Haplogroup J-M304, also known as J*,[Phylogenetics 1] is a human Y-chromosome DNA haplogroup. It is believed to have evolved in Western Asia.ref Possible time of origin 48,000 years agoref and the main current subgroups J-M267 and J-M172, which now comprise between them almost all of the haplogroup’s descendant lineages, are both believed to have arisen very early, at least 10,000 years ago. Y-DNA haplogroup J1, defined by the SNP mutation M267, is estimated to be approximately 20 thousand years old and is thought to have originated somewhere between Anatolia and Mesopotamia. ref Haplogroup J-M304 is found in its greatest concentration in the Arabian peninsula. Outside of this region, haplogroup J-M304 has a significant presence in North Africa and the Horn of Africa. It also has a moderate occurrence in Southern Europe, especially in central and southern Italy, Malta, Greece and Albania. The J-M410 subclade is mostly distributed in Anatolia, Greece and southern Italy. Additionally, J-M304 is observed in Central Asia and South Asia, particularly in the form of its subclade J-M172. J-12f2 and J-P19 are also found among the Herero (8%).ref The basal haplogroup J*(xJ1, J2) is found at its highest frequencies among the Soqotri (71.4%).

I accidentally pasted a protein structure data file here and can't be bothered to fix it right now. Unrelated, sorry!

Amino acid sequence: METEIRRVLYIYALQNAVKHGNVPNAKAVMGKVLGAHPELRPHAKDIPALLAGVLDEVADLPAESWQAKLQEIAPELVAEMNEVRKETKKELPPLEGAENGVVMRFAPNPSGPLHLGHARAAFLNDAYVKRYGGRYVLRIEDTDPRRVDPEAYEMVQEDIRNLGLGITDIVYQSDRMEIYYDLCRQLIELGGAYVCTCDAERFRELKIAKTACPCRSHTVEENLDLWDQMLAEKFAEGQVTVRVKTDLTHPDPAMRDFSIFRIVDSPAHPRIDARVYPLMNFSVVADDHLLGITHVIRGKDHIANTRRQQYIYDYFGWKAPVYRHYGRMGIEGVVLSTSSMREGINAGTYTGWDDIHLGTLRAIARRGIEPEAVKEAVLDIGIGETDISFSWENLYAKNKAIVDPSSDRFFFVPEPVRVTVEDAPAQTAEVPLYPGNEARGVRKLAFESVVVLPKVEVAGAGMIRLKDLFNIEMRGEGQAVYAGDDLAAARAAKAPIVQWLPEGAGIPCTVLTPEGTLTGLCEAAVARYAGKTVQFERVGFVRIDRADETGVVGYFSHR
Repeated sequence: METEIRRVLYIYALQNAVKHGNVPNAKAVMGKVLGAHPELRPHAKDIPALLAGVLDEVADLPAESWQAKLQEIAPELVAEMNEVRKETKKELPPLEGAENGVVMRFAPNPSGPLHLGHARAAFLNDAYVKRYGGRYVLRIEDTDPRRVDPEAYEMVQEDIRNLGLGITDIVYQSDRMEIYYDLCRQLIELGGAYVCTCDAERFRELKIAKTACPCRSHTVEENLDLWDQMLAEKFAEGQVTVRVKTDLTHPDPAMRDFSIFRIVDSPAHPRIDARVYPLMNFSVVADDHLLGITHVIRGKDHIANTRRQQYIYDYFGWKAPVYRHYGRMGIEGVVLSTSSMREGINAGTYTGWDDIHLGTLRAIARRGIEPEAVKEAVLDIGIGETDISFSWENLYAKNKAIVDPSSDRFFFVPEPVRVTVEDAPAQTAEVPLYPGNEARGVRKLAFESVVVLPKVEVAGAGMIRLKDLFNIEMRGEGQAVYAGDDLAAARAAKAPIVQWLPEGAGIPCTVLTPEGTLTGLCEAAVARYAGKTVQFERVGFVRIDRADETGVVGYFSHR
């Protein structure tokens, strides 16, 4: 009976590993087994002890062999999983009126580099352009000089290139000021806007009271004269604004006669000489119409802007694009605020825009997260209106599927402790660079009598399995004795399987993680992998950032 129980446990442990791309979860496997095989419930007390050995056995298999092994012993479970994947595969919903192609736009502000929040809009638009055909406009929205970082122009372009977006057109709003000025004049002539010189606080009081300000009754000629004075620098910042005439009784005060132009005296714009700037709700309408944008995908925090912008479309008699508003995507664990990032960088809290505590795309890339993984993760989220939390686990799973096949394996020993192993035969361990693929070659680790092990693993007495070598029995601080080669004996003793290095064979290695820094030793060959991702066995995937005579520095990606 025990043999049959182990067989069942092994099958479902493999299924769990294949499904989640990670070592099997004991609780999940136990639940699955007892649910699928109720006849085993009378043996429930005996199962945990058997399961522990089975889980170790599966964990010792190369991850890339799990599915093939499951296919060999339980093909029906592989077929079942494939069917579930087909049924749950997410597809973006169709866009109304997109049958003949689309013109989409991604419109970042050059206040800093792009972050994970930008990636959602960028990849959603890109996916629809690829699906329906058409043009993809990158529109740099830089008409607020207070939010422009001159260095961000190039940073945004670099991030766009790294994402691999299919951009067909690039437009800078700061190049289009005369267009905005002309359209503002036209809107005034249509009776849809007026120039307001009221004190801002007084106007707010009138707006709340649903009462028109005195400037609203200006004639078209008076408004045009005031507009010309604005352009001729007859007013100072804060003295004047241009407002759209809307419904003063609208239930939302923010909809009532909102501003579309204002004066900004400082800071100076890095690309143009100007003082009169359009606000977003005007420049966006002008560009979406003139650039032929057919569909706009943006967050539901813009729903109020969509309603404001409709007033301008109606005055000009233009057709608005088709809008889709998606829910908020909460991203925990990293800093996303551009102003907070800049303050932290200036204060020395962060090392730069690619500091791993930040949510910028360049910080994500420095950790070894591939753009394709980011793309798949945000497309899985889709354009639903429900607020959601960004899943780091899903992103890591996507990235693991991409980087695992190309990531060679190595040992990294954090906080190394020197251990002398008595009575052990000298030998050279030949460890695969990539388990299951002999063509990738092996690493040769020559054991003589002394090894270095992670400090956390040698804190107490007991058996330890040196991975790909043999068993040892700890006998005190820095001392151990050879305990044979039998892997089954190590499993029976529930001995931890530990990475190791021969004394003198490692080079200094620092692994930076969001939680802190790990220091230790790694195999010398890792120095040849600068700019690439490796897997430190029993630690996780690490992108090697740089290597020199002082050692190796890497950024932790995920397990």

Haplogroup J-M267[Phylogenetics 3] defined by the M267 SNP is in modern times most frequent in the Arabian Peninsula: Yemen (up to 76%), Saudi (up to 64%) (Alshamali 2009), Qatar (58%), and Dagestan (up to 56%). J-M267 is generally frequent among Arab Bedouins(62%), Ashkenazi Jews (20%) (Semino 2004), Algeria (up to 35%) (Semino 2004), Iraq (up to 33%) (Semino 2004), Tunisia (up to 31%), Syria (up to 30%), Egypt (up to 20%) (Luis 2004), and the Sinai Peninsula. To some extent, the frequency of Haplogroup J-M267 collapses at the borders of Arabic/Semitic-speaking territories with mainly non-Arabic/Semitic speaking territories, such as Turkey (9%), Iran(5%), Sunni Iraqi Biradari of North India (38%) and Northern Indian Shia (11%) (Eaaswarkhanth 2009). However, it should be noted that some figures above tend to be the larger ones obtained in some studies, while the smaller figures obtained in other studies are omitted. It is also highly frequent among Jews, especially the Kohanim line (46%) (Hammer 2009). ISOGG states that J-M267 originated in the Middle East. It is found in parts of the Near East, Anatolia and North Africa, with a much sparser distribution in the southern Mediterranean flank of Europe, and in Ethiopia. But not all studies agree on the point of origin. The Levant has been proposed but a 2010 study concluded that the haplogroup had a more northern origin, possibly Anatolia. The origin of the J-P58 subclade is likely in the more northerly populations and then spreads southward into the Arabian Peninsula. The high Y-STR variance of J-P58 in ethnic groups in Turkey, as well as northern regions in Syria and Iraq, supports the inference of an origin of J-P58 in nearby eastern Anatolia. Moreover, the network analysis of J-P58 haplotypes shows that some of the populations with low diversity, such as Bedouins from Israel, Qatar, Sudan and the United Arab Emirates, are tightly clustered near high-frequency haplotypes. This suggests that founder effects with star burst expansion into the Arabian Desert (Chiaroni 2010). ref